Researchers have shown how small structural changes in a key breast cancer receptor are directly linked to regulating molecules and can produce predictable effects in curbing or accelerating cancer growth.

This predictive statistical approach moves science on step closer to the development of more effective structure-based drug design to treat the disease.

The long term goal is for researchers to be able to predict proliferative or anti-proliferative activity of receptor molecule complexes by identifying structural changes that lead to specific outcomes. In many cases, researchers are able to identify structural features that could help guide more effective drug development.

In order to identify the root or estrogen receptor cell signaling that drive breast cancer cell proliferation, researchers synthesized more than 240 estrogen receptor binding molecules that led the cancer to proliferate. Researchers used a structural analysis to determine the basis for receptor activity.

A variety or drugs target signaling proteins like the estrogen receptor.

The new research suggests that certain structural changes might be made to the binding pocket to eliminate this negative side effect. Certain drugs can have different effects in different tissues because of structural changes often not discernable using traditional methods. This new approach reveals some mechanisms associated with tissue specificity and several predictive structural features.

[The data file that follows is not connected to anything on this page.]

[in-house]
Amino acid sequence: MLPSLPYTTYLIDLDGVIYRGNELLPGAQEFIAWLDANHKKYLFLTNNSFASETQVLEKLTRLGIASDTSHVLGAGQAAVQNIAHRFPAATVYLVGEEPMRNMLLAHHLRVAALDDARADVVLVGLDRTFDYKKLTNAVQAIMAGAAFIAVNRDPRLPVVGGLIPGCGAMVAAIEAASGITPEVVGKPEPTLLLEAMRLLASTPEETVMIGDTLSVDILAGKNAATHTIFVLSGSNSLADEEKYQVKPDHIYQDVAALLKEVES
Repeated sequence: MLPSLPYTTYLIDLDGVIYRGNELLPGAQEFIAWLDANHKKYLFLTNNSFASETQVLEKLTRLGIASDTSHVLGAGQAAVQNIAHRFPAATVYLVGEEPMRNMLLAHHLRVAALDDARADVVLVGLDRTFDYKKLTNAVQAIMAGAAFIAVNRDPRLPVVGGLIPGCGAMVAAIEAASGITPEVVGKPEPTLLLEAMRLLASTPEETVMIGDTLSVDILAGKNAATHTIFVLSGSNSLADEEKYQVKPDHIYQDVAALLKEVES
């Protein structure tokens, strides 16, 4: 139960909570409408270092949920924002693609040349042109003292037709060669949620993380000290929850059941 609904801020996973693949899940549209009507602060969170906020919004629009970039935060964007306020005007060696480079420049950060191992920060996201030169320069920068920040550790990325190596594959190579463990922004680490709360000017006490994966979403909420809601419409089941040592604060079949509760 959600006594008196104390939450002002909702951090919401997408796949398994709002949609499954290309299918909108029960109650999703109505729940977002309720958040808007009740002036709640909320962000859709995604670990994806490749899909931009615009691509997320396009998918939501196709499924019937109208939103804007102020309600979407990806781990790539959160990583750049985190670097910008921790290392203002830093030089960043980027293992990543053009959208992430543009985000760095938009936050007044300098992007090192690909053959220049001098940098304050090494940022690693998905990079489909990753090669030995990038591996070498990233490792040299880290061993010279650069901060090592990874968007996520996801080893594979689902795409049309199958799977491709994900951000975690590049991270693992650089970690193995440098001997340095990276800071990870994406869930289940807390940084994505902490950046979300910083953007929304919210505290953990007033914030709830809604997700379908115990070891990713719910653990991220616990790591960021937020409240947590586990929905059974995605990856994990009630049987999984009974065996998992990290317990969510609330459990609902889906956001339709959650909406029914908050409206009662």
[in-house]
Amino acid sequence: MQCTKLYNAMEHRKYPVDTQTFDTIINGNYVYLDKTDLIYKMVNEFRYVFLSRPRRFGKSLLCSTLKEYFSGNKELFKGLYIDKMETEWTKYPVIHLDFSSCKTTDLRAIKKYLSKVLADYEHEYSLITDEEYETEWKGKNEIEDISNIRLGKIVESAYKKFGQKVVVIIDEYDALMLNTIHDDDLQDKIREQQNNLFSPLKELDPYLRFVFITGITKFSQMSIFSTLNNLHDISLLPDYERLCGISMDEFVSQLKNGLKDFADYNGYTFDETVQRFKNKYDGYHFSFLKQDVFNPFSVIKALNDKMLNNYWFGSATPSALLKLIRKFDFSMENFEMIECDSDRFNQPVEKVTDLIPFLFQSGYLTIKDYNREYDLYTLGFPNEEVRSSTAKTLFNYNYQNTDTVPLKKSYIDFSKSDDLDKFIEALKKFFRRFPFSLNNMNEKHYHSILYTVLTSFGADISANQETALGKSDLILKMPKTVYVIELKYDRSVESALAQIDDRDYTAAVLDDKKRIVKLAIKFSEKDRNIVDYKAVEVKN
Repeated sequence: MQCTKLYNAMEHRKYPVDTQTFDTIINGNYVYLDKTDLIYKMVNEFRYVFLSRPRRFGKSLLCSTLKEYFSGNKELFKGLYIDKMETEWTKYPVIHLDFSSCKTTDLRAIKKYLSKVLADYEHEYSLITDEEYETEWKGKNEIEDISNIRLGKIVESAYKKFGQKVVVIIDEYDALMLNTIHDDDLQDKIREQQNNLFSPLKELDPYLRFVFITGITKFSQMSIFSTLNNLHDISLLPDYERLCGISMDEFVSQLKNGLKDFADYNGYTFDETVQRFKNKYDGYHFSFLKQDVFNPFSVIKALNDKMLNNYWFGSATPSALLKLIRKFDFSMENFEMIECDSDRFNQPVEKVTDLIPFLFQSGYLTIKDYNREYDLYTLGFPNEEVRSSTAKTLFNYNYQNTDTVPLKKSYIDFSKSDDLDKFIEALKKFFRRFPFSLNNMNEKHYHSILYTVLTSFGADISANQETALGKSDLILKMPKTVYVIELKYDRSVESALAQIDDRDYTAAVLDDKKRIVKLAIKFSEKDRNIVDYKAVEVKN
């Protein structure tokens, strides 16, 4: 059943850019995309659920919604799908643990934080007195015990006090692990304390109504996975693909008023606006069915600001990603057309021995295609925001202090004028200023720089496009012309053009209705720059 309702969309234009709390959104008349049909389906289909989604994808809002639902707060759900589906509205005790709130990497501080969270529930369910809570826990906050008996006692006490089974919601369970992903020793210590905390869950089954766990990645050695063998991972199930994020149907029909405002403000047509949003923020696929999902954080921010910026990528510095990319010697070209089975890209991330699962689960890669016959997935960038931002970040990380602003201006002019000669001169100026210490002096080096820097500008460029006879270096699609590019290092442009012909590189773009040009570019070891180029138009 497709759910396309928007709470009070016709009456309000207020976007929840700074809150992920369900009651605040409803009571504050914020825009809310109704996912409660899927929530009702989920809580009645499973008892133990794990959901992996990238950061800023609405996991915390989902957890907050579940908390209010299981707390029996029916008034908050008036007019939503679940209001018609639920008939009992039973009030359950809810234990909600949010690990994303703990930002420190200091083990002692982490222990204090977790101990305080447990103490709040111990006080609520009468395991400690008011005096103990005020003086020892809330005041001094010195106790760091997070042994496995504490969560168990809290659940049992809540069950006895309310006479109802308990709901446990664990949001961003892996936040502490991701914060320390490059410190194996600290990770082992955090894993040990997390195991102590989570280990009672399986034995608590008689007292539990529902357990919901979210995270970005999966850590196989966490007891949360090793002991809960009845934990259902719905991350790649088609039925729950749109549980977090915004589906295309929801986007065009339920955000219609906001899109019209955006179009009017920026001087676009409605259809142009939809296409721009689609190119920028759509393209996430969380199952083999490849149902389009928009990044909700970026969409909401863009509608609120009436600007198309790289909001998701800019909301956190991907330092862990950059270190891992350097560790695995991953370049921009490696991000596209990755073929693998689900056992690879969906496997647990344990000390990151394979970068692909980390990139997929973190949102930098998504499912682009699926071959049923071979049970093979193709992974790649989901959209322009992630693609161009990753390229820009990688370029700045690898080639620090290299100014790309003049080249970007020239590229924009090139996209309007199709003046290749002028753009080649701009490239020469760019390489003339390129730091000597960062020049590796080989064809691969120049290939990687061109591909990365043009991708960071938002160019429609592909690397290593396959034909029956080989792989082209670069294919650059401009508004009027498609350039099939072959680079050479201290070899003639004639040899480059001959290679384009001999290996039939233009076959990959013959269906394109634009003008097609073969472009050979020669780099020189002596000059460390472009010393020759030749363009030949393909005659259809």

In order to further test these signaling models, the team solves the atomic structure of some 76 different estrogen receptor-ligand complexes to better understand these responses.

Researchers are able to predict some of these effects be measuring the distance between two specific carbon atoms of the estrogen receptor.

This is the first time researchers have been able to use these atomic structures to identify how very small changes from the ligands have different outcomes, leading them towards the goal of predicting which ligands are going to make the most effective treatments for breast cancer.

Here's the source article.


Gerry Oginski
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